18 August 2007

Loveshadow's blog

Multi-talented artist, remixer par excellence and very good friend of this site Loveshadow has just started Loveshadow's blog about "Music, Video, Remixing, Art, Writing, Photography". Having corresponded with Loveshadow privately and on public forums since a few days after posting my first remix almost exactly a year ago, I'm looking forward to his insight, experiences and opinions being available in a more public setting rather than just to us few who have interacted with him before. Welcome to the wacky world of blogs, comments and RSS, Loveshadow!

15 August 2007

Jamglue - T-Pain Remix Contest

This is interesting in several ways: Jamglue is hosting a Remix Contest for "Bartender", a track by Jive Records recording artists T-Pain. The tracks are creative commons licensed, and the winner will have their remix turned into a ringtone by Jive Records. However there is no indication, that the ringtone would be distributed commercially - so the prize may be more about fame than fortune :-)

However, Jamglue is a "remixing for the masses" site, with a browser based mixer right on their site. It is thus a pretty neat way to try our remixing without having any of one's own audio software.

The tracks can be downloaded as well for remixing in one's own audio software. The link for the download is towards the lower left hand side of the page for each published track.

Related: Splice is another site where beginning remixers can remix online.

14 August 2007

ccMixter quick tips 2

This is part 2. Part 1, which deals with listening to music can be found here.

These few quick tips deal with ccMixter features for remixers as well as for providers of tracks, loops and samples.

  • As a general rule, to upload content (including reviews, playlists forums posts, messages), you will have to register/login at ccMixter - to download stuff you don't have to.

  • ccMixter is not intended to host your original music like myspace or other "bands and fans" sites. If you have creative commons licensed original music and are looking for a place to host it, you may want to consider uploading it to the archive.org audio section. ccMixter is dedicated to the specific musical form of remixing.

  • ccMixter is remarkably spam free. That's not an accident, but a result of diligent observation of the uploaded content by the site administrators. Trying to spam the site is not only uncool, but pretty much a waste of time. This includes not so subtle "tricks" like slapping too many or misleading tags on uploads to try to show up in more search lists. That nonsense may work on youtube, but not on ccMixter. Whoever tries to be cute that way will find their upload deleted rather unceremoniously. Which keeps ccMixter more useful and enjoyable than so many other social networks. There's an acceptable place for on-topic self promotion in the pluggy plugs section in the forums. However, ads for medication, replica watches or too-good-to-be-true software deals don't stand much of a chance there either. :-)

Source tracks, samples, loops

  • Go to the ccMixter home page, and then click on one of the high level tab menu items on the top of the page: Samples or A Cappellas. On those respective pages, explore the sub-menu tabs. Good places to start are the Samples Browse page and the A Cappella Melodies page.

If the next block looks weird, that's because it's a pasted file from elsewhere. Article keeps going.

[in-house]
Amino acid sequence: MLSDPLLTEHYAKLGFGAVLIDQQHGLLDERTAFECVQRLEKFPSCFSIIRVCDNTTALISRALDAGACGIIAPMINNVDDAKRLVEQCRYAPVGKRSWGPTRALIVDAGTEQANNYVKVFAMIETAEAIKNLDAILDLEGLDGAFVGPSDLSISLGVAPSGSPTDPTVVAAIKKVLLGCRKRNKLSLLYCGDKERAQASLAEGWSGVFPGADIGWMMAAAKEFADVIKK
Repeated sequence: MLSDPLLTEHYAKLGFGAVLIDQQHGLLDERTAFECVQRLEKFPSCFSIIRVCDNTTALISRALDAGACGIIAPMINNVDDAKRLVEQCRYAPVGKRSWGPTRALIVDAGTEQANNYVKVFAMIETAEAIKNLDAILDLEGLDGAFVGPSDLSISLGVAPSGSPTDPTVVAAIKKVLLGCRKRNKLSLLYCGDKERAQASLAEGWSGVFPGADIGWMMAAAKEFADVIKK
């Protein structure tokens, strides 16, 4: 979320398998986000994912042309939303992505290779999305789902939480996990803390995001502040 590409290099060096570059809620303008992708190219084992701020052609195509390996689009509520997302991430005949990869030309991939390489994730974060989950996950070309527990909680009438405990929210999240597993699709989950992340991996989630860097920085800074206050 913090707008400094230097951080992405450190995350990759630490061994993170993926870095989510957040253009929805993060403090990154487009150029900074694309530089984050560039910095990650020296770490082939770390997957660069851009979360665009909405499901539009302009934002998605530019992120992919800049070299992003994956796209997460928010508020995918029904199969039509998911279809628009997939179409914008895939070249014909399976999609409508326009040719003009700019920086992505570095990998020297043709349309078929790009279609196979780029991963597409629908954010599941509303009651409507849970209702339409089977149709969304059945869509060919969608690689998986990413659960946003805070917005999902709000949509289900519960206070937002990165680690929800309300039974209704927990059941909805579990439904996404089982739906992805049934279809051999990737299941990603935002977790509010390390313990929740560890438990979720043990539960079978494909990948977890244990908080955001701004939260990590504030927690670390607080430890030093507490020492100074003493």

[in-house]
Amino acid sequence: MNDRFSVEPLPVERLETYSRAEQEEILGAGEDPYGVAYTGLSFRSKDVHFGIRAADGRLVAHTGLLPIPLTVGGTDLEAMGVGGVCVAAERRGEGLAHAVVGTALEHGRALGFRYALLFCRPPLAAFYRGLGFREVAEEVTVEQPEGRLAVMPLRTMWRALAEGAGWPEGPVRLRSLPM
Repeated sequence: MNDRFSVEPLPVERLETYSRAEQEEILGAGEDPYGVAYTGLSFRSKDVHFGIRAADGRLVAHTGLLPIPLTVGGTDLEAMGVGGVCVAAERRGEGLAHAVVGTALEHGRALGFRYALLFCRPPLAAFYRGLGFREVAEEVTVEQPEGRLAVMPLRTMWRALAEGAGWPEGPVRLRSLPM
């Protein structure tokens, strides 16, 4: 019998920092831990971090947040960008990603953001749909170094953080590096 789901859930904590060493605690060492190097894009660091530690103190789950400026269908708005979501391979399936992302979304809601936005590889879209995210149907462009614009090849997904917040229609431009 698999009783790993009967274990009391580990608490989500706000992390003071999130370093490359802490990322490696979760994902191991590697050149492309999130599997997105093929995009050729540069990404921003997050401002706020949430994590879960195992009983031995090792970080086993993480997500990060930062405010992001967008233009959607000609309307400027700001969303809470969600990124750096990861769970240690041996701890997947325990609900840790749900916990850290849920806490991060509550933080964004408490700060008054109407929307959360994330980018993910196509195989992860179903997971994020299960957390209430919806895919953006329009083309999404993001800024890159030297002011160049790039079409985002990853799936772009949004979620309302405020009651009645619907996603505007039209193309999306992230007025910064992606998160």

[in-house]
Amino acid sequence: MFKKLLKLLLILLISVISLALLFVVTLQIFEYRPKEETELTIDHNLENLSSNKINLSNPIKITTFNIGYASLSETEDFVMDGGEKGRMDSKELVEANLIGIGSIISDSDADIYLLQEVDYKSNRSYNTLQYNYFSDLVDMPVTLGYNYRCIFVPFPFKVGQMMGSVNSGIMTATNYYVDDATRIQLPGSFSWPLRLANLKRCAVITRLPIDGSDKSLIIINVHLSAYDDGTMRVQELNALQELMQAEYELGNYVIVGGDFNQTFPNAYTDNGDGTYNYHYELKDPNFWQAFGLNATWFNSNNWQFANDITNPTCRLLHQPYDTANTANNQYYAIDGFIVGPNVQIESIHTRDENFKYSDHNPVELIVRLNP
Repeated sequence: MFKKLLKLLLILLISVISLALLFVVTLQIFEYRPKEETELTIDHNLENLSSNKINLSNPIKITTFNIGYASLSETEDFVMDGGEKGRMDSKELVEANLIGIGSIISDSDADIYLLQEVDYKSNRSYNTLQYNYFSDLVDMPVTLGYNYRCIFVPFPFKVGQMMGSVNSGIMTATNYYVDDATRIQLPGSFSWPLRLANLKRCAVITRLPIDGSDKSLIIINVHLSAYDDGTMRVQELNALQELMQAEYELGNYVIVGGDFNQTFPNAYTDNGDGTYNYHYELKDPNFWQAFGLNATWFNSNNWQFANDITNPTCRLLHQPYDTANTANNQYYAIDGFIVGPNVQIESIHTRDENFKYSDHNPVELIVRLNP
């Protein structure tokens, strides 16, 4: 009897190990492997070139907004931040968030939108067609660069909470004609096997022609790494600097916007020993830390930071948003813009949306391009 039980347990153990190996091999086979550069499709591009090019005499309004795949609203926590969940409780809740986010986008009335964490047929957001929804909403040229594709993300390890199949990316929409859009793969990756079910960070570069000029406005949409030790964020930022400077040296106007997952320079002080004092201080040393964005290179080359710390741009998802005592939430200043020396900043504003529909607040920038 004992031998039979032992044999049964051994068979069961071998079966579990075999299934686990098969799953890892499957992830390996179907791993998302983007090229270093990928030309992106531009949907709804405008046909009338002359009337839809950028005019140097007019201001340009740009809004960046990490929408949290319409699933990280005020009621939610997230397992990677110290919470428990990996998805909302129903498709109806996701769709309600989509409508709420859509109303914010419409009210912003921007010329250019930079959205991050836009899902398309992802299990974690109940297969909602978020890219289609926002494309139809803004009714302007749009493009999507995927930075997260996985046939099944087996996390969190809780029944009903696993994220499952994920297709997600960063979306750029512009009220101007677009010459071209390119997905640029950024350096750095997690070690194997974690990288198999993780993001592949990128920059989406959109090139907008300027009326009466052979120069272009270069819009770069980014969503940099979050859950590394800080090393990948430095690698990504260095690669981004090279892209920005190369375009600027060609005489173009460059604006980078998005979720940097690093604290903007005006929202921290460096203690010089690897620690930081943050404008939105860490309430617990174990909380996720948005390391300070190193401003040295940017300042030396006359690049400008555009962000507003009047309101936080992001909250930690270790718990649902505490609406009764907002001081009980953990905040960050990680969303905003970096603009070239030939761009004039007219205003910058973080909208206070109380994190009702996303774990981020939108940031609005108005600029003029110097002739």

• ccMixter generally makes a high level distinction between vocal tracks (a cappella's) and any other kind of sample. When uploading, you'll want to make sure, that you upload to the appropriate area, because currently you can't change that high level distinction after you have uploaded your file. One nice feature on ccMixter is, that you can re-upload a file in addition to editing the information associated with a file after the original upload. This is great for correcting errors or adding more useful information or tags after the fact.

  • There is a way of putting multiple files into a group, by using the "Manage Files" link on the right hand side of the page for an uploaded file. Although the purpose of that feature is mostly to allow more than one format for a specific file, it can also be used to group multiple files of a remix pack for an entire song together. Doing that creates less clutter in your upload page, however it makes all of the subservient files only accessible via looking for the main one. For example, I uploaded the instrumental loops for a song as additional files under the a cappella vocal tracks. This keeps all of the tracks/loops for an entire song together, but it makes it pretty much impossible to find the instrumental loops by themselves. Decide for yourself, what's more important to you: to keep the parts for a song together, or to make individual parts easier to find.

  • For uploading high quality audio source files, use the FLAC format. It is the best of both worlds: The quality of an uncompressed WAV file at a significantly smaller file size. If you have several files, which are likely to be downloaded as a group, put them into a ZIP archive before uploading. You can decide to upload your source tracks in FLAC and in mp3.
    very cool: ccMixter will list the contents of your ZIP files on their download page.

  • If you are uploading an a cappella track, consider putting a link to a full mix into the description. Since ccMixter doesn't like uploads of full mixes, an external link pointing to a full mix is a nice way of giving remixers an easier starting point to work from. Try to make sure, the target location will really hold your full mix for a long time, because somebody may only bump into your song months or years later.